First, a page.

Waifs and Strays: Chiefly from the Chess-board

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W.W. Morgan, 1876 - Chess - 233 pages
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Page 205 - What beast was't, then, That made you break this enterprise to me? When you durst do it, then you were a man; And, to be more than what you were, you would Be so much more the man.
Page 212 - What if my house be troubled with a rat And I be pleas'd to give ten thousand ducats To have it ban'd ? What, are you answer'd yet?
Page 106 - In my mind, the author of Don Quixote was a great man. So have there been many others. A great chess-player is not a great man, for he leaves the world as he found it. No act terminating in itself constitutes greatness.
Page 43 - Yes! where is he, the champion and the child Of all that's great or little, wise or wild? Whose game was empires, and whose stakes were thrones? Whose table earth — whose dice were human bones?
Page 205 - I have given suck, and know How tender 'tis to love the babe that milks me: I would, while it was smiling in my face, Have pluck'd my nipple from his boneless gums, And dash'd the brains out, had I so sworn as you Have done to this.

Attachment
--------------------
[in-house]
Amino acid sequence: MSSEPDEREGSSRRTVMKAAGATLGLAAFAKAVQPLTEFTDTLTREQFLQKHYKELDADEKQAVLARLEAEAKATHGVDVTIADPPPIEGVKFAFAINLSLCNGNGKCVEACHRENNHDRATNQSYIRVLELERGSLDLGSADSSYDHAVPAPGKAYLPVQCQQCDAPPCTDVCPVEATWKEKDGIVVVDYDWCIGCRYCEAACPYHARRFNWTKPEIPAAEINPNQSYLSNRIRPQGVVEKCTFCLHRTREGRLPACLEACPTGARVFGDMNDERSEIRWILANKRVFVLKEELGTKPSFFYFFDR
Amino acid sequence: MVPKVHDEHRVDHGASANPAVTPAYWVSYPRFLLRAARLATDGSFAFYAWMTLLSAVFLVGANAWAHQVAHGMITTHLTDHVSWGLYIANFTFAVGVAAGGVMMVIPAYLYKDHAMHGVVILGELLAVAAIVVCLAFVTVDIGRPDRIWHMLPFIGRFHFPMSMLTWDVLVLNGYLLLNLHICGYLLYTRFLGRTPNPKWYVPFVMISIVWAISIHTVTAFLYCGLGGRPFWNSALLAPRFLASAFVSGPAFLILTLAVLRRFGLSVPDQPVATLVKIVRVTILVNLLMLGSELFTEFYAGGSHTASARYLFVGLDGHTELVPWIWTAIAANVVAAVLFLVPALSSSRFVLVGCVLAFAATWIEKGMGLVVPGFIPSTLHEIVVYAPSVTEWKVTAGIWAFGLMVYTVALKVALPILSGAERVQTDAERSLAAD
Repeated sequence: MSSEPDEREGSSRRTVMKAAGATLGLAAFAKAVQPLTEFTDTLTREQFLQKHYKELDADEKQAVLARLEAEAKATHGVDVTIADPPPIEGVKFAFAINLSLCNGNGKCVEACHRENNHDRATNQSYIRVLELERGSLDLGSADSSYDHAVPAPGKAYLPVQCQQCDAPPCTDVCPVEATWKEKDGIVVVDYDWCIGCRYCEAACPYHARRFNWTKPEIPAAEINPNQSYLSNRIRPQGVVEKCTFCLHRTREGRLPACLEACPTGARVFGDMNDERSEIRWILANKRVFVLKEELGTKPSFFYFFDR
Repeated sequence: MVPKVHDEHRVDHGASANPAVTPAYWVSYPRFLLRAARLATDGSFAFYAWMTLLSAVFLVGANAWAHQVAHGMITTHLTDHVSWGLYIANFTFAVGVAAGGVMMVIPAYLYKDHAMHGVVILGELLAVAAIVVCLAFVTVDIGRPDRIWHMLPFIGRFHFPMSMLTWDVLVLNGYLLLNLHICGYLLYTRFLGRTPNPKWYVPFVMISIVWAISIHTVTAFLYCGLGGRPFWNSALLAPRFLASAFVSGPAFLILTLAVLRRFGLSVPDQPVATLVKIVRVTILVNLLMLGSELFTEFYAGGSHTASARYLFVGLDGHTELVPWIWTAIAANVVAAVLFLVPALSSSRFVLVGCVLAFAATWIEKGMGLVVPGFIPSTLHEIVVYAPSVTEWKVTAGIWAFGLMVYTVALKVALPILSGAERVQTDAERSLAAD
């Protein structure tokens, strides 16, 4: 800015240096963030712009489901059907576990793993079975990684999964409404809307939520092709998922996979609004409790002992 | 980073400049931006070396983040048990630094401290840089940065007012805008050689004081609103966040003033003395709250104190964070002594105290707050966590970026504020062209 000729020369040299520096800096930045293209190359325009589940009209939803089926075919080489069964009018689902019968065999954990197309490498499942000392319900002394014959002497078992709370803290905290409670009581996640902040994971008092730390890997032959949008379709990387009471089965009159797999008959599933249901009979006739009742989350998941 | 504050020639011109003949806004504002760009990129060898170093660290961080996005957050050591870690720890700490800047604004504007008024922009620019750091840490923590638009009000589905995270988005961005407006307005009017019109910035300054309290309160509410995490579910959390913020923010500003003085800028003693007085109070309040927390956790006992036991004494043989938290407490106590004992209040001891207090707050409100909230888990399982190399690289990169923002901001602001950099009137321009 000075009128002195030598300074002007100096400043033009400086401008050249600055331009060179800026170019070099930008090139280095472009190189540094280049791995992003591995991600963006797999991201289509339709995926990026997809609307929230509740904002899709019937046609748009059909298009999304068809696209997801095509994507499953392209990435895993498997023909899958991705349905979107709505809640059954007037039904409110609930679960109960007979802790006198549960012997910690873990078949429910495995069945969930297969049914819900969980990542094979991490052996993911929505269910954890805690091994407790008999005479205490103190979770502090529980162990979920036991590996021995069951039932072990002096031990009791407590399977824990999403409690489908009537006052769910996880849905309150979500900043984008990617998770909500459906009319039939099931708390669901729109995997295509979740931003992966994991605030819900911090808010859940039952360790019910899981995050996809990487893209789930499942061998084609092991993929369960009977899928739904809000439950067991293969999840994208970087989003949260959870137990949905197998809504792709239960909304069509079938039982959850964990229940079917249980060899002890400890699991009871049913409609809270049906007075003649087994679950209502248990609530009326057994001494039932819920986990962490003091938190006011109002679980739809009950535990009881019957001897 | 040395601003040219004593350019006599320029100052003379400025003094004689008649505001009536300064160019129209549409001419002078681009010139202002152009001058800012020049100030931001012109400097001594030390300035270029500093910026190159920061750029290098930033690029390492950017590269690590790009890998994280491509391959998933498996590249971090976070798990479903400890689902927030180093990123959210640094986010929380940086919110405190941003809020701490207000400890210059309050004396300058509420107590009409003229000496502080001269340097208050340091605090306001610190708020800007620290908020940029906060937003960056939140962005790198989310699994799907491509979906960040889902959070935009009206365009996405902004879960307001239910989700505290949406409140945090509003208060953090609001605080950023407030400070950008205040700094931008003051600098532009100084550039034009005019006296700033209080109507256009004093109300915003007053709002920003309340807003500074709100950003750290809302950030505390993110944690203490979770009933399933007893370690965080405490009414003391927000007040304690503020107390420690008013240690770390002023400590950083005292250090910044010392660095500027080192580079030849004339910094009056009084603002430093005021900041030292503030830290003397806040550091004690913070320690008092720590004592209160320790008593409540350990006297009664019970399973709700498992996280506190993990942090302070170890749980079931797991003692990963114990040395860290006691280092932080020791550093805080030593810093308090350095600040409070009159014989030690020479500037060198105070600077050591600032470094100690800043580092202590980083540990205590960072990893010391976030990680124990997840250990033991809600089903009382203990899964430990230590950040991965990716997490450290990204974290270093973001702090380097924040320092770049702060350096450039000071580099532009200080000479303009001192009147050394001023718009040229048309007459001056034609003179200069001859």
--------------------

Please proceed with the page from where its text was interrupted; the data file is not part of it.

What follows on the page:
Page 109 - I endeavoured to make amends for my ignorance of drawing, by adopting a sort of technical memory respecting the scenes I visited. Wherever I went, I cut a piece of a branch from a tree — these constituted what I called my log-book ; and I intended to have a set of chessmen out of them, each having reference to the place where it was cut — as the kings from Falkland and Holy-Rood; the queens from Queen Mary's...
Page 160 - The glory of man, then, is knowledge; and Chess is the nourishment of the mind, the solace of the spirit, the polisher of intelligence, the bright sun of understanding, and has been preferred by the philosopher, its inventor, to all other means by which we arrive at wisdom.
Page 139 - ... and yet accountable to none but God only. They have power to exalt low things and abase high things, and make of their subjects like men at chess; a pawn to take a bishop or a knight, and to cry up or down any of their subjects as they do their money.
Page 103 - ... prodigious capacity; but there is no proof (that I know) that he had an atom of genius. His verses that remain are dull and sterile. He could learn all that was known of any subject; he could do anything if others could show him the way to do it. This was very wonderful; but that is all you can say of it. It requires a good capacity to play well at chess; but, after all, it is a game of skill, and not of genius. Know what you will of it, the understanding still...

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